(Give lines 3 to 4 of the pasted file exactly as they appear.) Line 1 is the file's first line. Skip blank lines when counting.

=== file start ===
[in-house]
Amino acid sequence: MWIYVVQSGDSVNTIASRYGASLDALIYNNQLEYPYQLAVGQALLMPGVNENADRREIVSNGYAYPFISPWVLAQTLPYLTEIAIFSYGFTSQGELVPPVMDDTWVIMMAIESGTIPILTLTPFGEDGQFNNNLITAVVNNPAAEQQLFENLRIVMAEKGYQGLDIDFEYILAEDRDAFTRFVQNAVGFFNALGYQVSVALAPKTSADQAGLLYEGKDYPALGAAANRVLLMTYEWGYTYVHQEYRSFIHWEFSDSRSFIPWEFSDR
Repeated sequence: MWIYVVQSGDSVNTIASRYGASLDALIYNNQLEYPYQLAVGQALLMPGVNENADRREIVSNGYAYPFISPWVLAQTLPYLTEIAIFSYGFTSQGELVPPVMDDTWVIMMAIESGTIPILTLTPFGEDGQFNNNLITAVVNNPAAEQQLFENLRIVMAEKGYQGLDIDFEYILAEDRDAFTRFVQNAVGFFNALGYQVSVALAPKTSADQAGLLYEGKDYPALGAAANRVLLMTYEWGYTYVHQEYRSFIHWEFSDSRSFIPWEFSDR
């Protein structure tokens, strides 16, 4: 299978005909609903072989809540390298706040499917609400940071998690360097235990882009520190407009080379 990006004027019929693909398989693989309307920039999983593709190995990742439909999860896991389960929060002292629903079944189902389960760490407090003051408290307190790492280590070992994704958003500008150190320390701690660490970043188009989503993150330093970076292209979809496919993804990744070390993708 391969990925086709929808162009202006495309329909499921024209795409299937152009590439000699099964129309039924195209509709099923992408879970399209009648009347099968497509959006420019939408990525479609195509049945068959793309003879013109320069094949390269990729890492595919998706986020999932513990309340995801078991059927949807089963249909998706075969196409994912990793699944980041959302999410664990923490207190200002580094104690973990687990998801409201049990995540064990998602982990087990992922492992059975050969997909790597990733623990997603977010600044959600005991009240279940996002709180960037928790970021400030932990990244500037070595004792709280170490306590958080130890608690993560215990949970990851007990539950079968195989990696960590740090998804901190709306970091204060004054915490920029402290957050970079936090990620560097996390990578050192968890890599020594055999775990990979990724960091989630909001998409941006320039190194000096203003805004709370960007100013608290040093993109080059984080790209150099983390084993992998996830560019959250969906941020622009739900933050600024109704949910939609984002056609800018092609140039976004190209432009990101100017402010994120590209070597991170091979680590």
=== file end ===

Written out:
Repeated sequence: MWIYVVQSGDSVNTIASRYGASLDALIYNNQLEYPYQLAVGQALLMPGVNENADRREIVSNGYAYPFISPWVLAQTLPYLTEIAIFSYGFTSQGELVPPVMDDTWVIMMAIESGTIPILTLTPFGEDGQFNNNLITAVVNNPAAEQQLFENLRIVMAEKGYQGLDIDFEYILAEDRDAFTRFVQNAVGFFNALGYQVSVALAPKTSADQAGLLYEGKDYPALGAAANRVLLMTYEWGYTYVHQEYRSFIHWEFSDSRSFIPWEFSDR
């Protein structure tokens, strides 16, 4: 299978005909609903072989809540390298706040499917609400940071998690360097235990882009520190407009080379 990006004027019929693909398989693989309307920039999983593709190995990742439909999860896991389960929060002292629903079944189902389960760490407090003051408290307190790492280590070992994704958003500008150190320390701690660490970043188009989503993150330093970076292209979809496919993804990744070390993708 391969990925086709929808162009202006495309329909499921024209795409299937152009590439000699099964129309039924195209509709099923992408879970399209009648009347099968497509959006420019939408990525479609195509049945068959793309003879013109320069094949390269990729890492595919998706986020999932513990309340995801078991059927949807089963249909998706075969196409994912990793699944980041959302999410664990923490207190200002580094104690973990687990998801409201049990995540064990998602982990087990992922492992059975050969997909790597990733623990997603977010600044959600005991009240279940996002709180960037928790970021400030932990990244500037070595004792709280170490306590958080130890608690993560215990949970990851007990539950079968195989990696960590740090998804901190709306970091204060004054915490920029402290957050970079936090990620560097996390990578050192968890890599020594055999775990990979990724960091989630909001998409941006320039190194000096203003805004709370960007100013608290040093993109080059984080790209150099983390084993992998996830560019959250969906941020622009739900933050600024109704949910939609984002056609800018092609140039976004190209432009990101100017402010994120590209070597991170091979680590």